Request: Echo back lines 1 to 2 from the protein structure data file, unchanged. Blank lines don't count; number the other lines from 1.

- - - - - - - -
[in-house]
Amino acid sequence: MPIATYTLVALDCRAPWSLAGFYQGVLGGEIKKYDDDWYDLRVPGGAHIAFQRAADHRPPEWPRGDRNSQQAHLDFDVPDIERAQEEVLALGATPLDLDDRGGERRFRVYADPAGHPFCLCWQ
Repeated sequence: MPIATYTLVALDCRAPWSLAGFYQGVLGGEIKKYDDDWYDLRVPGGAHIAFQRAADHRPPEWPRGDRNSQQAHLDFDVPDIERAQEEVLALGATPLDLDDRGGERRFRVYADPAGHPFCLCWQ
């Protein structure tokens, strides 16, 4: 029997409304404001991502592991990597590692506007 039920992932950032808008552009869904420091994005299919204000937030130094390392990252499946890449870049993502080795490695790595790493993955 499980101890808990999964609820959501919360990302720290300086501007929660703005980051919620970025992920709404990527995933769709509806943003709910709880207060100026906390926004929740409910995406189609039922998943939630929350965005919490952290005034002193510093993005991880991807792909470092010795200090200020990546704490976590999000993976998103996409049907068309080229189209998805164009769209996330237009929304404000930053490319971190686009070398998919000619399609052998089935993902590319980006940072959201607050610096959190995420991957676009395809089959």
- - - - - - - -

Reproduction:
[in-house]
Amino acid sequence: MPIATYTLVALDCRAPWSLAGFYQGVLGGEIKKYDDDWYDLRVPGGAHIAFQRAADHRPPEWPRGDRNSQQAHLDFDVPDIERAQEEVLALGATPLDLDDRGGERRFRVYADPAGHPFCLCWQ